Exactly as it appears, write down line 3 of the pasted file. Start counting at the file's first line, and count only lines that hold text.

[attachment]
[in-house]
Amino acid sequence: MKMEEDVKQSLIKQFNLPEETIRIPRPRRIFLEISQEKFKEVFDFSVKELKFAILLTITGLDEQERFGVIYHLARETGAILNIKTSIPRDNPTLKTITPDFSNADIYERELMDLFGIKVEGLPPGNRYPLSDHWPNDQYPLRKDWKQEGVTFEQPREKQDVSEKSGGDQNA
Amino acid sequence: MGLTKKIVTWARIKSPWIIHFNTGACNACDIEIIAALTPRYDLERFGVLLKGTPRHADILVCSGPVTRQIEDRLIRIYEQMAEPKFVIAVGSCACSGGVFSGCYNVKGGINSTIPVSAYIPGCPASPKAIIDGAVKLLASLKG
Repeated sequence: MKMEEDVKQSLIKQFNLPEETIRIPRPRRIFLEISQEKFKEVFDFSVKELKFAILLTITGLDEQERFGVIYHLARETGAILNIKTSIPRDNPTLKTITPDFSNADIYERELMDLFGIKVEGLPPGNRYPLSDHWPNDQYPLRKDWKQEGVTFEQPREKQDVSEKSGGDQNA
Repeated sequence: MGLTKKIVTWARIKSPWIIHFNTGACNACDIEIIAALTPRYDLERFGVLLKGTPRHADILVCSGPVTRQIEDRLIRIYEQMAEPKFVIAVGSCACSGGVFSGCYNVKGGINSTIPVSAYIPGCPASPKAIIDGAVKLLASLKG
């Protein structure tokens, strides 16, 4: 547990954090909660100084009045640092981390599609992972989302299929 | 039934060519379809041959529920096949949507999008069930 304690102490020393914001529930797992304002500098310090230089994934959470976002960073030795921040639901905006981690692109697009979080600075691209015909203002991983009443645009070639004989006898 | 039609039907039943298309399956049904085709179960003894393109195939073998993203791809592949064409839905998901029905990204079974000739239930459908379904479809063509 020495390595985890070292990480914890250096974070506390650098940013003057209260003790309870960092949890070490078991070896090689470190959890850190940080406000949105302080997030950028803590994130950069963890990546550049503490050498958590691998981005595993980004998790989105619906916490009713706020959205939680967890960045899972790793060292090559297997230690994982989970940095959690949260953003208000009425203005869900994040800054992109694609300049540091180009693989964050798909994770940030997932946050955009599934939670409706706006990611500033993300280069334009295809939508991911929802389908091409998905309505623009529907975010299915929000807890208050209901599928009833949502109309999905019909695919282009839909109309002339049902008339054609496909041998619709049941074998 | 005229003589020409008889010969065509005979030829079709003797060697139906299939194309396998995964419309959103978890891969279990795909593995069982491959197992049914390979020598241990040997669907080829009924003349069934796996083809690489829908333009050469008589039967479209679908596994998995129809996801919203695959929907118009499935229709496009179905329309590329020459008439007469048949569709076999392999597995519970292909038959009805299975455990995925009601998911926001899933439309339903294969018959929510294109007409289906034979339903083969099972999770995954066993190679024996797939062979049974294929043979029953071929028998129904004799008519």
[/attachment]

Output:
Amino acid sequence: MGLTKKIVTWARIKSPWIIHFNTGACNACDIEIIAALTPRYDLERFGVLLKGTPRHADILVCSGPVTRQIEDRLIRIYEQMAEPKFVIAVGSCACSGGVFSGCYNVKGGINSTIPVSAYIPGCPASPKAIIDGAVKLLASLKG